3
$\begingroup$

Does anyone know what this symbol on aerodrome charts is?

Symbol on Aerodrome Chart

$\endgroup$
  • $\begingroup$ It almost looks like a printing alignment mark. Or possible the center point of the aerodrome? (corresponding to the published lat/long) I would go to Google earth and see if there is anything physically there in the satellite photo. $\endgroup$ – Michael Hall Feb 18 at 21:55
6
$\begingroup$

It is the Aerodrome Reference Point, ARP.

As per ICAO annex 14 vol 1, chapter 2.2:

2.2 Aerodrome reference point

2.2.1 An aerodrome reference point shall be established for an aerodrome.

2.2.2 The aerodrome reference point shall be located near the initial or planned geometric centre of the aerodrome and shall normally remain where first established.

2.2.3 The position of the aerodrome reference point shall be measured and reported to the aeronautical information services authority in degrees, minutes and seconds.

The FAA likes to use the term "Airport Reference Point"

Please see the Jeppesen AWM introduction - airport chart legend (pdf). Chart on page two has the symbol with refrence number 17, and on page three this is explained as:

17 — The geographical location of the Airport Reference Point (ARP) is depicted when known.

| improve this answer | |
$\endgroup$
  • $\begingroup$ Brilliant. Thank you so much! $\endgroup$ – Skydemon Feb 19 at 1:19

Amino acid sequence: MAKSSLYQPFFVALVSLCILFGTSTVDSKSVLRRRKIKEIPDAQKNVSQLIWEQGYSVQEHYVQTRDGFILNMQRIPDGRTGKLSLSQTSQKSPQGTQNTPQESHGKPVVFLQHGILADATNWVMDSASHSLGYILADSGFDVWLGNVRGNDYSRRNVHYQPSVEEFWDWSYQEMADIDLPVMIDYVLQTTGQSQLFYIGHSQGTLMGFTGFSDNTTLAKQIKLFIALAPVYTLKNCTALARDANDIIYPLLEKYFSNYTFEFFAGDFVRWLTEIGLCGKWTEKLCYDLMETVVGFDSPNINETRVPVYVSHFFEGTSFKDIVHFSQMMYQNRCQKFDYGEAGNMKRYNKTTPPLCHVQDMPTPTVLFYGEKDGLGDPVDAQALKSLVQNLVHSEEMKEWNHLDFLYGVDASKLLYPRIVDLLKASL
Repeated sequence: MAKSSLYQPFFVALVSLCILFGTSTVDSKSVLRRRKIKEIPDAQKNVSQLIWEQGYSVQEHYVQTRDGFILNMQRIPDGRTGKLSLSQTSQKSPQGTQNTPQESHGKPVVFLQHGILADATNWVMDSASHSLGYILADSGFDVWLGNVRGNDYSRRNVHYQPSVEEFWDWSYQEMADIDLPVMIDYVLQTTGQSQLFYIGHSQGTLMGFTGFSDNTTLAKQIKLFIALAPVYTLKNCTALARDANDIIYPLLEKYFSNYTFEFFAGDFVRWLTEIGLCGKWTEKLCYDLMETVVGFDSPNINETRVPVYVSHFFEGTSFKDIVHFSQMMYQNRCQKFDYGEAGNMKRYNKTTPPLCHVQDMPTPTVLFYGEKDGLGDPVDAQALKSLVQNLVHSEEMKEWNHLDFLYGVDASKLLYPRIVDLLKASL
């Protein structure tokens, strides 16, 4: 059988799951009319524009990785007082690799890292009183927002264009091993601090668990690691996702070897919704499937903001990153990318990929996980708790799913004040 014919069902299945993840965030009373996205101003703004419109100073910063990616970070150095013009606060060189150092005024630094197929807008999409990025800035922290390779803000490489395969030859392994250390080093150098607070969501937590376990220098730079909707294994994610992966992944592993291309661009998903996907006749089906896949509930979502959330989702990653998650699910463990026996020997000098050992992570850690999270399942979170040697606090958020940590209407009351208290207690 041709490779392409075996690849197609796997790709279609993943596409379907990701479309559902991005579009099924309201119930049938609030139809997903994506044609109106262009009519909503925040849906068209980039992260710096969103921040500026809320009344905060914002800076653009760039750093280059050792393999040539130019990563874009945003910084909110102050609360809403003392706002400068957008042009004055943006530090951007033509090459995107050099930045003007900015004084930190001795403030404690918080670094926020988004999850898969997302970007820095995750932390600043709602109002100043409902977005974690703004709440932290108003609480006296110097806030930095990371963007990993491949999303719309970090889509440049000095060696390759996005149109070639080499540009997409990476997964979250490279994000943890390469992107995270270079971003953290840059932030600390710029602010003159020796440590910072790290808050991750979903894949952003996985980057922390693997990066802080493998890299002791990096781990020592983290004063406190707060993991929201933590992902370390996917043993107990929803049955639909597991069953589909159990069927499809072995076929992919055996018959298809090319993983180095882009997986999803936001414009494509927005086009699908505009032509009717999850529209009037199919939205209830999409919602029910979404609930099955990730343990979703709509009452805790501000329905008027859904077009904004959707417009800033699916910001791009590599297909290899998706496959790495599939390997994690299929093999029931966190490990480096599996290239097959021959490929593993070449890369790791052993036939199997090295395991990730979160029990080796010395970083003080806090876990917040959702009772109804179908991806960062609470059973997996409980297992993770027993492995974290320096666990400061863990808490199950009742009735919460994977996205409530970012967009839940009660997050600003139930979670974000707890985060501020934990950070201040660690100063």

1
$\begingroup$

It is a symbol for a referenced location as defined in the “Legend” that explains what each symbol means. That legend, which must accompany a map for it to be useful, is usually found within the first few pages of the directory of airports or at the very end of the book.

I’ve seen that symbol used on some non-government map providers as the Airport Reference Point (ARP) which is stated as the “Location” of the airport using geographical coordinates (N dd mm ss and E ddd mm ss) in the text notes about the airport.

ALWAYS refer to the legend to determine what a symbol means!

| improve this answer | |
$\endgroup$
-1
$\begingroup$

The circumscribed cross icon in SACAA charts appears to be a non-descript icon for a radionavigational beacon. The type is not indicated; could be VOR, TACAN or NDB.

They seem to be more common on "sectional" charts than for AFDs; the AFDs I've checked on the SACAA website show FAA/ICAO-style nav beacon types. Compare this Airspace Infringement Hotspot chart for the Cape Town Intl. area with the AFD for the same airport: the beacon's location, but not type, is marked in the wider map, while the more specific symbol for the VOR station is used on the AFD.

This is opposite FAA norms, where the sectional chart (intended to be used from the air to get into and out of airports) shows the specific beacon type with frequency info, while they're usually only shown on the AFD if they're somewhere in the airport that you can taxi to (making them an obstacle you should avoid while moving around the airport), and even then, they're typically displayed as a "black box" indicating a building. The beacon icon on FAA AFDs is usually only for rotating lights.

| improve this answer | |
$\endgroup$
  • $\begingroup$ You are misreading the charts. In both cases, the circle-with-cross is the ARP - even depicted as such in the legend for the color chart. The AFD shows the VOR, but it ALSO shows the ARP (although it's partially obscured by a runway) close by. Jpe61's answer is correct. $\endgroup$ – Ralph J Feb 19 at 5:04

Your Answer

By clicking “Post Your Answer”, you agree to our terms of service, privacy policy and cookie policy

Not the answer you're looking for? Browse other questions tagged or ask your own question.